The human tragedy from Nepal’s earthquake continues to grow, with the death toll nearing 4,000 people.
But there is also a cultural element to the disaster: the Kathmandu Valley is home to seven UNESCO World Heritage Sites.
Such sites are deemed by the UN’s Educational, Scientific and Cultural Organization (UNESCO) to be of ‘special cultural or physical significance’.
Here we look at six of the seven sites and how they have been affected by the earthquake. No details were available for Hindu temple Changu Narayan.
The entry for the Kathmandu Valley on unesco.org reads: “The cultural heritage of the Kathmandu Valley is illustrated by seven groups of monuments and buildings which display the full range of historic and artistic achievements for which the Kathmandu Valley is world famous.”
The video above shows drone footage of the damage.
Durbar Square, Kathmandu
This is a before-and-after shot at Basantapur, a section of Durbar Square in central Kathmandu.
Durbar Square is considered the social, religious and urban focal point of the city.
The temples, palaces and courtyards mostly date from the 17th and 18th centuries.
This breaks my heart. Basantapur Durbar square, one of the historic places of Nepal, before and after. pic.twitter.com/OLqnoluqnz— FG (@FunnyGooner) April 25, 2015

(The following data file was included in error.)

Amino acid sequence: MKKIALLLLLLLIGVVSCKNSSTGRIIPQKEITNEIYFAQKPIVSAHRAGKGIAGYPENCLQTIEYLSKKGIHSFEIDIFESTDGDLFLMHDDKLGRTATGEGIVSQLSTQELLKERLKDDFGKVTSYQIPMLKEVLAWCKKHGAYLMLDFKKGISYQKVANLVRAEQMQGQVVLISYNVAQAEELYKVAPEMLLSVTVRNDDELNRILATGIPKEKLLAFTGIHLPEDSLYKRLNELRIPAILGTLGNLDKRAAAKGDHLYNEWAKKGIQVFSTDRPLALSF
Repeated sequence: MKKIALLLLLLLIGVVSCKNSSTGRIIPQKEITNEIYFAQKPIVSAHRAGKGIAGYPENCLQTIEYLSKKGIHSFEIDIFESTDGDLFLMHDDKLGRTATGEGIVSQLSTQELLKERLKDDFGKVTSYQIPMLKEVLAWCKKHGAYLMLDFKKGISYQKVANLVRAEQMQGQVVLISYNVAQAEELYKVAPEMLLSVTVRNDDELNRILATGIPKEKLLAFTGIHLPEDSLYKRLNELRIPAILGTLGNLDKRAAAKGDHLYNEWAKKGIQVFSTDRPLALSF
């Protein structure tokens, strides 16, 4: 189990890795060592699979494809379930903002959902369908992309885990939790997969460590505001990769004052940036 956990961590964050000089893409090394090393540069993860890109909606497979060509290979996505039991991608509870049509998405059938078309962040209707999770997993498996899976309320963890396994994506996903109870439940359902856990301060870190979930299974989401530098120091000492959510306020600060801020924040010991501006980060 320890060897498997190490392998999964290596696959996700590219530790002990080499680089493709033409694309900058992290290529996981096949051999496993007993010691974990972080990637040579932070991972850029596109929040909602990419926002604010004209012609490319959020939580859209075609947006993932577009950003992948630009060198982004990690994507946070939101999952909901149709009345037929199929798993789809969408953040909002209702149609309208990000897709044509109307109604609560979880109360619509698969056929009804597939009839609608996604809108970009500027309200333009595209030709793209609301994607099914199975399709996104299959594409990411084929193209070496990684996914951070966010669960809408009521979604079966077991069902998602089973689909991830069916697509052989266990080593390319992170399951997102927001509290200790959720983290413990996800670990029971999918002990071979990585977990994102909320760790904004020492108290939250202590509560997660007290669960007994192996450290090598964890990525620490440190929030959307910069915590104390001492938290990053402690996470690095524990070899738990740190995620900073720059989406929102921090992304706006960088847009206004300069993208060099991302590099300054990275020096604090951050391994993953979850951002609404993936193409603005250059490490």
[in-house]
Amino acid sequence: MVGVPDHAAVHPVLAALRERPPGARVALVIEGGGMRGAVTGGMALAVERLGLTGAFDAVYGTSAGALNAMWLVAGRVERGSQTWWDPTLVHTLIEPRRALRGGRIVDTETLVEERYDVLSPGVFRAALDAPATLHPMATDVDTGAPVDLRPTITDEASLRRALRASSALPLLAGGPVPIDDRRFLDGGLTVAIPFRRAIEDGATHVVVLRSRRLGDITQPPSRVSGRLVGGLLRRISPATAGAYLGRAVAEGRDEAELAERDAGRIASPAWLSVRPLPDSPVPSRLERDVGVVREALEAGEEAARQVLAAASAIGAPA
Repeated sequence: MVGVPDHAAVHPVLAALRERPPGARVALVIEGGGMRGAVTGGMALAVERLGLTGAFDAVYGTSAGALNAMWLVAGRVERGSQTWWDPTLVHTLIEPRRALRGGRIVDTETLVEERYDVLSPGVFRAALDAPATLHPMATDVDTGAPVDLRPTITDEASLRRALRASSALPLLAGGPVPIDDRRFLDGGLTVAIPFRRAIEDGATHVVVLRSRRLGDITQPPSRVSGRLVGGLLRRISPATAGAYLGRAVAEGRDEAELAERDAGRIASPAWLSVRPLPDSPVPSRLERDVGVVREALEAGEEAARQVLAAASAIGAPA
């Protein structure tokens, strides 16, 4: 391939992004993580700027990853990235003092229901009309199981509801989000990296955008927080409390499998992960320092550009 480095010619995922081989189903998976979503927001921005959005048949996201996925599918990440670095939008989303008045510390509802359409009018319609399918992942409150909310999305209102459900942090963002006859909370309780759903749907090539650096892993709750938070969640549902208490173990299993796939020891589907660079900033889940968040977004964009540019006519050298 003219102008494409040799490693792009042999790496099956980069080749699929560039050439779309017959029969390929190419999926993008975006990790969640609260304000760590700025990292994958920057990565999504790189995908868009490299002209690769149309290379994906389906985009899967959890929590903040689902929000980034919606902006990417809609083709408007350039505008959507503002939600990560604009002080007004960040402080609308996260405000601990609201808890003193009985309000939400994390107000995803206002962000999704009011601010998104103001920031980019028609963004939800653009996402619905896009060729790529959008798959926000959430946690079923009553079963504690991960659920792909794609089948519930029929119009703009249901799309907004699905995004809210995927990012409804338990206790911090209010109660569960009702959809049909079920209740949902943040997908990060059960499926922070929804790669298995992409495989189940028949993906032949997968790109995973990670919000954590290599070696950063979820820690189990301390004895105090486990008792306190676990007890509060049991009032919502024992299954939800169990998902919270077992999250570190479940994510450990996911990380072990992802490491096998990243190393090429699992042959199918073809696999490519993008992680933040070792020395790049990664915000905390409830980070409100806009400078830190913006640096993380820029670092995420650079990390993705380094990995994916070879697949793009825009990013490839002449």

Durbar Square, Bhaktapur
These are the ruins of one of several temples at Durbar Square, Bhaktapur. It was dedicated to Vatsala Devi, a form of the goddess Durga.
The square was also severely damaged in another earthquake in 1934.
The site lies about 13-kilometres east of Kathmandu
Durbar Square, Patan
The third and final Durbar Square within the Kathmandu Valley is situated a few kilometres south of the city centre.
It contained more than 1,200 monuments including dozens of Buddhist and Hindu temples.
This site, near the Bagmati River on the outskirts of Kathmandu, is one of the most sacred Hindu temples.
Damage to the temple itself is not seemingly as bad as elsewhere, but other buildings nearby were not so lucky.
Pashupatinath is where some elderly Hindus choose to spend the final weeks of their lives, before being cremated on the banks of the river.
Victims of the earthquake have also been cremated here in recent days, according to reports on Twitter.
ANI (@ANI_news) April 27, 2015
Nepal: 100s cremated near Pashupatinath temple http://t.co/4aKxPpg6sn— Times of India (@timesofindia) April 26, 2015
This picture shows the damage to Swayambhunath, a Buddhist temple – also known as the Monkey Temple – situated on a hill west of Kathmandu city centre.
This Buddhist temple dominates the skyline on the outskirts of Kathmandu. Its ancient stupa is the largest in the world.